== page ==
SURE OF SALVATION
1 John 5:1–5, 11–13, 18–21
I can know I am born of God because Jesus is the Christ. (1–5)
There is a linear flow to this passage. First, one who believes in Jesus is born of God — the foundational tenet of the Christian faith. Second, everyone who loves God the Father will also love His other children. An assumption is built into this statement: One who is born of God will naturally love God.
It is built into human nature to love one’s father. Yes, there are exceptions, but they are caused by failures of earthly fathers or through misunderstanding. God is not capable of either. Third, the logical conclusion is that everyone who believes in Jesus will love other believers.
Fourth, love for God’s children is evidence that one loves God, but this must be combined with obedience to His commands. The proof of love for God is in loving believers and living in obedience.
John is careful to avoid the idea that obedience means an ascetic lifestyle (Col. 2:16–23). God’s commandments do not burden. Instead, they give freedom to the extent of helping us overcome the burdens of the world.
I can know I have eternal life because God’s Word says so. (11–13)
Another foundational tenet of Christianity is the inerrancy of God’s Word. John wrote his gospel to help people “believe that Jesus is the Messiah, the Son of God … ” (John 20:31). John wrote his letters to people who already believed in Jesus to give them assurance; many false teachers were presenting confusing ideas about Him. John wanted to remind believers that salvation was simply believing in Jesus. Again, loving His people and obeying His commandments are evidence of salvation, not causes. John made this clear with the phrase “so that.” When “so that” appears in Scripture, it usually introduces a “purpose clause.” To a first century reader, John was stating, “My purpose in writing is … .”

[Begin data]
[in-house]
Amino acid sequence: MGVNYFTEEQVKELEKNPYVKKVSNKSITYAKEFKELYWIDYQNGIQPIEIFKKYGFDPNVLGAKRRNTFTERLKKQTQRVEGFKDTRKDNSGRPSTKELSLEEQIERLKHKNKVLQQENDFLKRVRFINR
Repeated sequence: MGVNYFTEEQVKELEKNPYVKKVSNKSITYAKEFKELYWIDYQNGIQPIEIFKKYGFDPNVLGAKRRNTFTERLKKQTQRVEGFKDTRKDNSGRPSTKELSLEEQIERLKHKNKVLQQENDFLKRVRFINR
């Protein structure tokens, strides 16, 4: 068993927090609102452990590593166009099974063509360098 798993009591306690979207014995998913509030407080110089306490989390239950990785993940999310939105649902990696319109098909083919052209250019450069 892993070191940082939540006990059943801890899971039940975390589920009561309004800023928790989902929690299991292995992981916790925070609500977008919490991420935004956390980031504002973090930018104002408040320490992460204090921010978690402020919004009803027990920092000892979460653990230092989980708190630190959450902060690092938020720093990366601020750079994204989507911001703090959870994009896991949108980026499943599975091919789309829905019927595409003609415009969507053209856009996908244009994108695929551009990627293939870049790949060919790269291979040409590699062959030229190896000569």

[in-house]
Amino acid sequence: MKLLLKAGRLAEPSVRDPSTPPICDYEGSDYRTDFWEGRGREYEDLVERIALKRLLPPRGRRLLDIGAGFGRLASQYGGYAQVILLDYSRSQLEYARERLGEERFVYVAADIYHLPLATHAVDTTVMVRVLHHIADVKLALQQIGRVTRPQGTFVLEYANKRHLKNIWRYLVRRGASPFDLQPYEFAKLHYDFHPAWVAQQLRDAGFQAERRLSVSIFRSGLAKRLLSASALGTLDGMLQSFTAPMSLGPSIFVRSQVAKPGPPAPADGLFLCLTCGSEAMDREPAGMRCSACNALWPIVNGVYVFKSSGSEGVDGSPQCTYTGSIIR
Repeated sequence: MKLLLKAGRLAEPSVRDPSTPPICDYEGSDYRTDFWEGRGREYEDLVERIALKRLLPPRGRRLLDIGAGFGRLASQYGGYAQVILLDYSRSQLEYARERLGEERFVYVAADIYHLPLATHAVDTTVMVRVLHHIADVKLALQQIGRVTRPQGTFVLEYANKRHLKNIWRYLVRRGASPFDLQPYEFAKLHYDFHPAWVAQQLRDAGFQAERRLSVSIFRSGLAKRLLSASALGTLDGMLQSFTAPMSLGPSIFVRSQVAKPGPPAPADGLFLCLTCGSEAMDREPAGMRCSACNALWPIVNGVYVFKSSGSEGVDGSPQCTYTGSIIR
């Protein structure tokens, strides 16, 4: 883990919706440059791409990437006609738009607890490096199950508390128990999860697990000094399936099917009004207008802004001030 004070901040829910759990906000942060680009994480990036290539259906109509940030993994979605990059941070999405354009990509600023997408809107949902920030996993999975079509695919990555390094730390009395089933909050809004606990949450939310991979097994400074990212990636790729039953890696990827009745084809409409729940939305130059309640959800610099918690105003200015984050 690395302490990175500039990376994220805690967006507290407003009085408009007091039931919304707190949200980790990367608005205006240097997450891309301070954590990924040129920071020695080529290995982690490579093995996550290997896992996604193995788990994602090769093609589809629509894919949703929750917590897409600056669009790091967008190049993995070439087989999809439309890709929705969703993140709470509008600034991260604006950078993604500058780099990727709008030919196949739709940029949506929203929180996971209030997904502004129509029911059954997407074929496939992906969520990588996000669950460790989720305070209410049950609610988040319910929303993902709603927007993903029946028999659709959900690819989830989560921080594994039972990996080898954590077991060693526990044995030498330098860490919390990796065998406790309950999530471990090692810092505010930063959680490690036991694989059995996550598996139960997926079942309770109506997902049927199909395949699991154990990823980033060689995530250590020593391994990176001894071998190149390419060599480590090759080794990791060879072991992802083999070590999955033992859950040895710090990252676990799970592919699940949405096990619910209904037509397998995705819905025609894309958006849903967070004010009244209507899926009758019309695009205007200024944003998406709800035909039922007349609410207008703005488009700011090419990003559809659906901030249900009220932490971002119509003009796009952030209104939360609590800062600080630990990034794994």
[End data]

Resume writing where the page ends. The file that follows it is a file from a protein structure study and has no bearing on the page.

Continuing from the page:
As an eyewitness to the earthly ministry of Jesus, John can say, “This is my testimony. I saw it. I’m telling you. Now you know it too.”
I can know I am saved because my life has changed. (18–21)
John closes his letter with three things “we know.” First, one who is born of God does not continue in sin. “Continue” is not translated in the Christian Standard Bible, but the idea is present in both the Greek syntax and in context — the verb tense of “sin” often is used for a continuing activity. John also has allowed in the preceding verses that Christians can commit sinful acts when he writes, “If anyone sees a fellow believer committing a sin … ” (v. 16). Though believers still have a sin nature, the presence of Jesus (being “in” Jesus) gives the believer power to refuse sin (1 Cor. 10:13). How can one know they belong to Jesus? They have overcome the power of continual sin.
John presents an unavoidable dichotomy with his second “we know.” We know this world is divided into two groups: The majority (not just humans, but all reality) is under the control of the evil one. Yet there are a few who are not, and that includes John’s readers and all believers.
How did believers manage to escape the evil influence that controls the world? This is John’s third “we know.” We know that Jesus, the Son of God, has come to give believers eternal life — because He is eternal life.
By Daryl Watts
Watts is a church consultant in Fresno, California.